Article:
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Congressional Record – Tax Cuts And Jobs Act (Part 9)



Congressional Record - Tax Cuts And Jobs Act Part 9

Eliminating SALT Deduction Is A Tax Increase And Will Devastate Education Funding

H.R. 1 would eliminate most of the state and local tax deduction (SALT)–taking money out of the pockets of as many 44 million middle-class families across the nation. While the bill hammers middle-class families on this, it oddly preserves the ability of businesses to deduct state and local taxes–yet another example of how the bill takes from working families to provide tax giveaways to those who are wealthier.

Eliminating any part of the state and local tax deduction could lead to a tax increase on middle class families and have a negative, ripple effect on the ability of states and local communities to fund public services, like education. That could translate into cuts to public schools, lost jobs to educators, and overcrowded classrooms that deprive students of one-on-one attention.

NEA conducted a detailed analysis of the plan to eliminate most of SALT. In total, education funding could take a $250 billion cut over the next 10 years and put up to 250,000 education jobs at risk. It is no secret what is likely to follow if Congress eliminates SALT. If there is any doubt,one need only to listen to what far-right groups like ALEC  are saying right now. Their letter about the SALT deduction lays out their plan–to lobby for lower taxes at the state and local level. This means even fewer available funds for students and public education.

Turning Popular 529 College Savings Plan Into A Voucher-like Scheme For The Wealthy

The tax plan distorts a popular education tax program for middle-class families by creating a voucher scheme with no income limits that is aimed at benefiting the wealthy to set aside up to $10,000 annually in a tax-free account for private school expenses. Both the Heritage Foundation and Education Secretary Betsy DeVos agree, noting to the Washington Post that the backdoor voucher plan is “. . . a good step forward . . .” in allowing public dollars to follow children to private school. Make no mistake. This poorly veiled voucher program will only benefit the wealthiest families who can already afford private school tuition at the expense of our students, communities, and taxpayers. In the end, no matter what form or name a voucher program takes, the impact is the same. This risky voucher program will hurt students and neighborhood schools–where 90 percent of children attend.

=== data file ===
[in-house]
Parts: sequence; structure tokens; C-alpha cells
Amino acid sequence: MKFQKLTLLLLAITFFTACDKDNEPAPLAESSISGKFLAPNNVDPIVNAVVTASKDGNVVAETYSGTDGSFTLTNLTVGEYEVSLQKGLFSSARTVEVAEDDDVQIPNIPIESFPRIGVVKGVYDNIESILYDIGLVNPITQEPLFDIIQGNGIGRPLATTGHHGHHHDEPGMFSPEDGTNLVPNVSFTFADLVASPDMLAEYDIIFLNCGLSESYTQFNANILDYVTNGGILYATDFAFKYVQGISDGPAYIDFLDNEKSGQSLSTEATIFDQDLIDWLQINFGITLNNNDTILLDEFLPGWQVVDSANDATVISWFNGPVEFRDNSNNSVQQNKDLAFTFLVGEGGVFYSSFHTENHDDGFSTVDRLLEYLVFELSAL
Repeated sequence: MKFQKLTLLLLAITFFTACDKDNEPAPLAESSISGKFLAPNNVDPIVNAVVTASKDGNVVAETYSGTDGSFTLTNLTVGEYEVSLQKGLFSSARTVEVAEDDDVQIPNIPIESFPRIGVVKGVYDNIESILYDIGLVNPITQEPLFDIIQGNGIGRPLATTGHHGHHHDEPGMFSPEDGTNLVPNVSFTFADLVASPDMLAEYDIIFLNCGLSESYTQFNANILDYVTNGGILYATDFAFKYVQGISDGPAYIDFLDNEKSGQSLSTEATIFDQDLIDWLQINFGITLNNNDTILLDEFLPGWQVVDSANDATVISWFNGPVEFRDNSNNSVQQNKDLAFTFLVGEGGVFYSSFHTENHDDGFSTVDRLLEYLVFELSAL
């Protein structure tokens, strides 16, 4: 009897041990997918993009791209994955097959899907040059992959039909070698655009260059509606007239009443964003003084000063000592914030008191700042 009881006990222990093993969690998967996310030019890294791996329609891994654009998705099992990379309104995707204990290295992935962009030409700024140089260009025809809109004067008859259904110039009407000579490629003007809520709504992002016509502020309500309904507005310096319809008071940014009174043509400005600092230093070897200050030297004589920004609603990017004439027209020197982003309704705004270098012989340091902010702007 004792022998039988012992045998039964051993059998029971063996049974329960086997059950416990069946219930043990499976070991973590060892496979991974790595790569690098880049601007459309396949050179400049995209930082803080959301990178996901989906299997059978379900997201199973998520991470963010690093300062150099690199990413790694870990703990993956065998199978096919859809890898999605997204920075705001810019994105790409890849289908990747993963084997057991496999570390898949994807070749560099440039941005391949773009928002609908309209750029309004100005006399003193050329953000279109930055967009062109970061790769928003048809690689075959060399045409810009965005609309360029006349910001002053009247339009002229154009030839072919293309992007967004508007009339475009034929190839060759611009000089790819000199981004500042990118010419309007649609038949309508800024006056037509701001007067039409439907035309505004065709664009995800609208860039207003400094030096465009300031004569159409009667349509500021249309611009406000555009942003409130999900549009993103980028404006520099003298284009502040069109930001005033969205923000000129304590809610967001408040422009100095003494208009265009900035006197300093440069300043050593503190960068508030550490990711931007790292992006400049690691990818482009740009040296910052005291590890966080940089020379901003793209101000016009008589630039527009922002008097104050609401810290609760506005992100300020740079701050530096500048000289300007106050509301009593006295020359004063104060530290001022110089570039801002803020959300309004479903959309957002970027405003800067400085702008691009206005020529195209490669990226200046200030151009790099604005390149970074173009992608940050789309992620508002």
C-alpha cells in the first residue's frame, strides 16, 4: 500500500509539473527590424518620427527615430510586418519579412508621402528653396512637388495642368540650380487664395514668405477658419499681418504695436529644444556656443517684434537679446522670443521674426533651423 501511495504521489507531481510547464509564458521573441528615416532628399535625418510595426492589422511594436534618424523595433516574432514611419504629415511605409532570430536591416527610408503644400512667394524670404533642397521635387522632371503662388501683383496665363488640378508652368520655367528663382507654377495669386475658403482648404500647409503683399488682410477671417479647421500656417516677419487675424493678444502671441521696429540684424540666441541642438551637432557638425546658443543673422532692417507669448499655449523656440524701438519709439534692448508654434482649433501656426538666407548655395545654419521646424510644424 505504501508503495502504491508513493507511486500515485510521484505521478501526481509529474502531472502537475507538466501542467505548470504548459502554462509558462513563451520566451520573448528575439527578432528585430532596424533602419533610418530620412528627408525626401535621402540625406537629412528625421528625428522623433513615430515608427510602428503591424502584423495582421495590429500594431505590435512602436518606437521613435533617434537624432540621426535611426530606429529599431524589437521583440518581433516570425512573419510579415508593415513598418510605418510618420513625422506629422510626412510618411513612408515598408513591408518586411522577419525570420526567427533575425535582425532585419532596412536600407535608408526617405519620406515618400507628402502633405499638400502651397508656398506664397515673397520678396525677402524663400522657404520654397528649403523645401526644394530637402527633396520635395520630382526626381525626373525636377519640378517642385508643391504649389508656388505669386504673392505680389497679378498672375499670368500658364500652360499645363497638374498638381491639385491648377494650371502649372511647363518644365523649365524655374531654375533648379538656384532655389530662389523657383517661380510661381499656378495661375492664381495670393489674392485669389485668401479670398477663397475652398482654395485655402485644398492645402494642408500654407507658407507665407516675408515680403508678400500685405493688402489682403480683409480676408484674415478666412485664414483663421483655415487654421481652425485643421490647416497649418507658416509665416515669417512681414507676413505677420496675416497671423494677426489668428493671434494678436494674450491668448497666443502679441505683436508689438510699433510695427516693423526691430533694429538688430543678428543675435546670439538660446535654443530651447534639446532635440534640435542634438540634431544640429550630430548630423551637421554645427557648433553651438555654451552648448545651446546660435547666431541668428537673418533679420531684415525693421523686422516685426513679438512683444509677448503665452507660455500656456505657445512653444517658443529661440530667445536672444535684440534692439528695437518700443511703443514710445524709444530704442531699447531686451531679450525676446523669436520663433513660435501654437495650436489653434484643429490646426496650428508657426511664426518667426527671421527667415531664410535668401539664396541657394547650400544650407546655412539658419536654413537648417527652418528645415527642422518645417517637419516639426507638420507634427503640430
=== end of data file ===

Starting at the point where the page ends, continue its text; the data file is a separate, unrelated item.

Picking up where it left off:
Elimination Of The Modest Educator Tax Deduction

While offering huge giveaways for wealthy individuals and corporations, the plan inexplicably eliminates the popular educator tax deduction that allows educators to deduct eligible unreimbursed out-of-pocket classroom spending–books, paper, pencils, and art supplies purchased to supplement meager school budgets–up to $250 annually. The popular plan made “permanent” by Congress just two years ago, was claimed on 3.7 million tax returns in 2015. Almost every educator pays out of pocket for school supplies. The most recent study by the National School Supplies and Equipment Association (NSSEA) estimated that public school educators spent $1.6 billion of their own money during the 2012-2013 school year on classroom supplies. An estimated 99 percent of public school teachers spent some amount of money out of pocket for their classrooms, with typical amounts ranging from $500-$1,000.

Making College Even More Costly for Families

The plan also eliminates the student loan interest deduction. This is bad news for students and families. Under current rules, borrowers paying off education loans can annually deduct up to $2,500 of interest paid on student loans. H.R. 1 essentially raises the long-term cost of attending college by eliminating the deductions for interest paid on student loans. According to the IRS, over 12 million individuals claimed this deduction in 2015. Further, the bill eliminates a provision that allows universities to waive tuition for graduate students. Graduate students would be taxed on the value of that tuition as if it were income, making it almost impossible for many students to afford graduate degrees. In a time of rising college costs and skyrocketing student loan debt, it is unthinkable to take away provisions that assists students and families struggling to pay for college.

Eliminating Successful School Construction Bonds Program